The city finally returned to normal since President Bush’s departure last Friday - well normal for Jerusalem anyway. During his visit, downtown resembled a cross between a ghost town and a police state. Citizens were nowhere to be found while 10,000 soldiers and police officers occupied the center of the city. It was truly stunning.
I couldn’t see a thing from my mirpeset on Thursday morning. It was dark and the fog was incredibly thick. The traffic was unbearable because the fog grounded the President’s helicopter and he had to drive to Ramallah for his day with Abu Mazen. The cab driver wanted to spare me the time so he asked if he could take an “an alternate” route. “Of course. Whatever will make this faster.” He turned into Abu Tor, a mixed Jewish – Arab neighborhood, into Silwan, through Wadi Joz and Sheikh Jarah until we reached French Hill and the University.
I had not driven through the above mentioned neighborhoods since 1983 on Ramah Israel Seminar. Back then, we visited churches, the Mount of Olives, etc. With the advent of Intifada II, however, visitation for the most part ended. I forgot how beautiful the view was, if, of course, you ignored the decrepit state of East Jerusalem. Baka-land this was not.
I could not help but notice that the “darkness, cloudiness, and fog” I was driving in was a foreshadowing of last week’s parashah. The penultimate plague, Darkness, is described in exactly those terms , words that indicate ambivalence and fear. Fog is deceptive. You never know what is beyond it – good or bad, safety or danger. And this is a foggy place and a foggy time in the Middle East. What does the future hold?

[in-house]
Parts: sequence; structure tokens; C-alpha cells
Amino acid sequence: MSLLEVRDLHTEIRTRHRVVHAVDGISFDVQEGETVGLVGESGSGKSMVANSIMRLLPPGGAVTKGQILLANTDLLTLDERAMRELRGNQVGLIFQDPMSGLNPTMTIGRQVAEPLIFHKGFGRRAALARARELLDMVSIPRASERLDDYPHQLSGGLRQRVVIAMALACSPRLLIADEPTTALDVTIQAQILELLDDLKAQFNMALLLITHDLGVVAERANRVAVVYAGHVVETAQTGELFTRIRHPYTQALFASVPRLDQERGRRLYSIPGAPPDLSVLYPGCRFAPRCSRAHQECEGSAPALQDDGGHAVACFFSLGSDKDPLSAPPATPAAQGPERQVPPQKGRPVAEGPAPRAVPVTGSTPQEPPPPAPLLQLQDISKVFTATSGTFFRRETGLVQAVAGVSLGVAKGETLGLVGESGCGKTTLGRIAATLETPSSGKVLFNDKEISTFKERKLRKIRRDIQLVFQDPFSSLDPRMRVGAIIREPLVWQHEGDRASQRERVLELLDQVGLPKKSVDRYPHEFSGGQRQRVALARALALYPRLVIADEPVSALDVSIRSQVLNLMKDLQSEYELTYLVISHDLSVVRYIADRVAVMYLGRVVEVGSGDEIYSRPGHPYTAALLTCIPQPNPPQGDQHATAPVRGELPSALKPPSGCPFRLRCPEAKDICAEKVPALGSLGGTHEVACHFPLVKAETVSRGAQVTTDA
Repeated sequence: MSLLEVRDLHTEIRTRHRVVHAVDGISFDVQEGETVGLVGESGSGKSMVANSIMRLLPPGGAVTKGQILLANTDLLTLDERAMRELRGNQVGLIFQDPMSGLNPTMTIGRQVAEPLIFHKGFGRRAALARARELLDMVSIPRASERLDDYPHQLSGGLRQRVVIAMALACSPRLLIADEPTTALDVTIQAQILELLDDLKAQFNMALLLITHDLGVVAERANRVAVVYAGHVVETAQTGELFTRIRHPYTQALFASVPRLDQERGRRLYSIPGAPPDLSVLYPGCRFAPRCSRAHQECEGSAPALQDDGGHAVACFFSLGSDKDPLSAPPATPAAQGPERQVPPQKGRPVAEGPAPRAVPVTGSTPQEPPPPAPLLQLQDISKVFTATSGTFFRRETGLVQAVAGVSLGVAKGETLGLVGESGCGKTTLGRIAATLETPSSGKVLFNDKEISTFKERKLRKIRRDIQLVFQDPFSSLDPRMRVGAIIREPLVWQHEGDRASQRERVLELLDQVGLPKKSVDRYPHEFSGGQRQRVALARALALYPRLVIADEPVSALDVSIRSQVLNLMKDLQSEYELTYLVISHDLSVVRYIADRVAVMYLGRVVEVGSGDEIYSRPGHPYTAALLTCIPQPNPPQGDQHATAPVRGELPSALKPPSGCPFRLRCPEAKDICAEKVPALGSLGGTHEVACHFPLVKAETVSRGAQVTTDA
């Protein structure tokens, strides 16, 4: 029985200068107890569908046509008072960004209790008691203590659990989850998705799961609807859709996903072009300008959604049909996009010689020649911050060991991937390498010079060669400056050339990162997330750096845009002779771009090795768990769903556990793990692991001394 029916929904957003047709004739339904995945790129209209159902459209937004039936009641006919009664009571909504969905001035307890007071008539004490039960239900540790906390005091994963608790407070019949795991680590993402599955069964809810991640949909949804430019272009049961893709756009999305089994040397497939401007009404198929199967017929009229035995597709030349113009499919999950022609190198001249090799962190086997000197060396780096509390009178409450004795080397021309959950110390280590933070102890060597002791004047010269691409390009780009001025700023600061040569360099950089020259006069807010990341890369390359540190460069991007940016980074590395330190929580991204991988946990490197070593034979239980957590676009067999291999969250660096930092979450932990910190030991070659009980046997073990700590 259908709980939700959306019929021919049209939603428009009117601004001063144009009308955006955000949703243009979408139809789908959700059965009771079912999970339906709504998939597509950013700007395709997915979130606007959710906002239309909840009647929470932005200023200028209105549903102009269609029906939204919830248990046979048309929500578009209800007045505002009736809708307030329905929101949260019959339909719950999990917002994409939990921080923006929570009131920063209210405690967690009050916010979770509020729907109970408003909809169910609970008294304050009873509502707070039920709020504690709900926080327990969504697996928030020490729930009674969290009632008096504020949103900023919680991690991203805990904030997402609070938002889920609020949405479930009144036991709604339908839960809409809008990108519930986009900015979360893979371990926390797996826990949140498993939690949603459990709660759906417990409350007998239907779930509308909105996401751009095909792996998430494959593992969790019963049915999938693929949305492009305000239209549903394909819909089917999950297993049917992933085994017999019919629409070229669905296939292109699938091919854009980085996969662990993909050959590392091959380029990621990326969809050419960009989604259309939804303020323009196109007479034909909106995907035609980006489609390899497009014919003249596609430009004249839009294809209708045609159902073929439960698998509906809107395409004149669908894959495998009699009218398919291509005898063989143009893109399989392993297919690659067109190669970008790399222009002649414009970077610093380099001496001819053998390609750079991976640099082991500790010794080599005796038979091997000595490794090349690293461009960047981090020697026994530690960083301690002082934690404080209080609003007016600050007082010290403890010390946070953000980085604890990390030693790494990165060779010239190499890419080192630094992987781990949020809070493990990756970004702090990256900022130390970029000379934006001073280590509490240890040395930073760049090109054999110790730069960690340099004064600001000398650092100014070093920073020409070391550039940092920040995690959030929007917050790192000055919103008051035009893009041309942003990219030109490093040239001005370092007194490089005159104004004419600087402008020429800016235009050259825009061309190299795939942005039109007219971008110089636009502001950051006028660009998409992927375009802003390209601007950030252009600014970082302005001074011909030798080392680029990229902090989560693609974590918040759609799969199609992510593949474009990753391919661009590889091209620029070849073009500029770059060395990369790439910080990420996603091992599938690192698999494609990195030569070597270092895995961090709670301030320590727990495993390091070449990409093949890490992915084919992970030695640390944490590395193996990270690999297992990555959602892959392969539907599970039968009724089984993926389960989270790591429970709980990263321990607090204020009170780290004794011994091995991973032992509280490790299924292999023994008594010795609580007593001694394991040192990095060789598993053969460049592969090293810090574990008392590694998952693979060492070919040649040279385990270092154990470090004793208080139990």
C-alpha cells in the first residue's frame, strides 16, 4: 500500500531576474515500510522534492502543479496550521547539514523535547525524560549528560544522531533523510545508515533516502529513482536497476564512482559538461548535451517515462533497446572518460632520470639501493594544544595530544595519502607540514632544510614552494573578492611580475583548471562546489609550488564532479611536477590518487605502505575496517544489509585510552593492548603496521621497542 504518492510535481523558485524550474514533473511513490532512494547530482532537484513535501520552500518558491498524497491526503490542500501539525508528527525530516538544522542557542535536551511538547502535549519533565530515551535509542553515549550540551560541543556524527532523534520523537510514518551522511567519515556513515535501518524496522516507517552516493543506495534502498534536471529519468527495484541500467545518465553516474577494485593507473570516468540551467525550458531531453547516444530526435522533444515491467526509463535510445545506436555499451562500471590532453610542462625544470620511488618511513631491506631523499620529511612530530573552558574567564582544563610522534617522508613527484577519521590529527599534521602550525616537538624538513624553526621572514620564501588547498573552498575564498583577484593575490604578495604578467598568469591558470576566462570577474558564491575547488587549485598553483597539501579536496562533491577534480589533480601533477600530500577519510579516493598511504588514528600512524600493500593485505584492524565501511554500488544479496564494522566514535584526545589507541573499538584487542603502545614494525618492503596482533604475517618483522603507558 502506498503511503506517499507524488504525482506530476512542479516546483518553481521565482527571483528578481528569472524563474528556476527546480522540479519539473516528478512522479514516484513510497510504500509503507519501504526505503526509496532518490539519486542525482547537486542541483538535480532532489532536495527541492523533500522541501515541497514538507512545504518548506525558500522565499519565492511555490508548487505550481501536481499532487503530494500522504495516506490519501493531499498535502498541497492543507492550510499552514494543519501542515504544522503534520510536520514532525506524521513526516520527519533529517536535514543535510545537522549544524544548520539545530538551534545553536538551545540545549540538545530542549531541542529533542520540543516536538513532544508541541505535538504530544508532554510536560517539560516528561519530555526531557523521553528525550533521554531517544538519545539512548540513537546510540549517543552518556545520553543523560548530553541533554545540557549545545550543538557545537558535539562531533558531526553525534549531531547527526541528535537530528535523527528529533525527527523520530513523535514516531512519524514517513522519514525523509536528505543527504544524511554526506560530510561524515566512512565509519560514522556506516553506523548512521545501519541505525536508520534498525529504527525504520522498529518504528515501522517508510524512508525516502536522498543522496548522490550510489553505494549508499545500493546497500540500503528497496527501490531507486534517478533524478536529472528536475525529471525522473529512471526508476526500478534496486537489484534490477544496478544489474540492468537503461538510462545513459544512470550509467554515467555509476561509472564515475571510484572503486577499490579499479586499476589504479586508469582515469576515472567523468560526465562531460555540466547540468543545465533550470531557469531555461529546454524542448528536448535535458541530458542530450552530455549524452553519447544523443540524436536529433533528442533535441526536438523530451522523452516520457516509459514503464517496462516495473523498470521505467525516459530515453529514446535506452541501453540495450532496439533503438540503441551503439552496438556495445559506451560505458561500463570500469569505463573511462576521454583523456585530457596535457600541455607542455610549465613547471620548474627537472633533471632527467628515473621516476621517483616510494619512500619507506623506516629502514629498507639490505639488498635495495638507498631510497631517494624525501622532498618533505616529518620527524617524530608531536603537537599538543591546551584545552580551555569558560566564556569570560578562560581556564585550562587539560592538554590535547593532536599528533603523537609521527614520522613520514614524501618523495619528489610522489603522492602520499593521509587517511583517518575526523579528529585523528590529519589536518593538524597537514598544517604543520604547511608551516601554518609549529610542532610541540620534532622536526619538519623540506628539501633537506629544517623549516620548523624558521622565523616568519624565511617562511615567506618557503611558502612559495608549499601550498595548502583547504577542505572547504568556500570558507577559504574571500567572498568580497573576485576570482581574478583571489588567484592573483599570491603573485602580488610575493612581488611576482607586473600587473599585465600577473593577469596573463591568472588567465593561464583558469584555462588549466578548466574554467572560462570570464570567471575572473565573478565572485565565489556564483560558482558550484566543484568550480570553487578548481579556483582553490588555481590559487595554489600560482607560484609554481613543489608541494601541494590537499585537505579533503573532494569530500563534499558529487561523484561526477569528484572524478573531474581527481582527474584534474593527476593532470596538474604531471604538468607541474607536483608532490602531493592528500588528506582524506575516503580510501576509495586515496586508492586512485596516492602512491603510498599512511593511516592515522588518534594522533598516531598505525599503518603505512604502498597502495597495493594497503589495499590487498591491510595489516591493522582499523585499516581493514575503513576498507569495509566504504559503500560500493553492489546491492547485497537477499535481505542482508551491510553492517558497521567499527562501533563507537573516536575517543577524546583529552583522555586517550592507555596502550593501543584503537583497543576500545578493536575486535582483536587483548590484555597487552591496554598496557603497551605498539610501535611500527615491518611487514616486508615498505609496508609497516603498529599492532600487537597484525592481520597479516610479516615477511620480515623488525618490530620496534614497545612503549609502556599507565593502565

The optimist in me wants to tell you that suddenly, in the middle of class, I looked out the window and the fog was gone, the golden tiles of the Dome of the Rock blazed in the late morning sunlight atop the Temple Mount, a siman min hashamayim – a sign from Heaven – that Peace was possible, that it was in the offing, that something more immediate would come from the President’s visit. All of that, up to the Peace part, actually did happen. But then there were more rockets on Sderot, the fog started to return, and I was reminded that before the Exodus, there was the final plague, the death of the first born children of Egypt, a measure for measure consequence for Pharaoh’s decree against the first born male children of the House of Israel. Before radical reordering of the world came the painful death of children on all sides.
This part of the world has been in the” painful death of children” phase long enough. It is time to cross the major barrier, the Sea, and perceive what could be for all the children of this region in the future, the beauty and the glory and the life. It is time for all parties to learn from Pharaoh’s greatest limitation his inability to change, to see past what was in order to see what could be. In the end, Pharaoh couldn’t do it and he and his army were wiped out. But from that came a radical reordering. So to here, now. The stormy sea before us will consume those on all sides who cannot see what could be. And those who can will stand together and sing songs of Joy and Praise.
May we all be counted among their number, and soon…
Rabbi Loren Sykes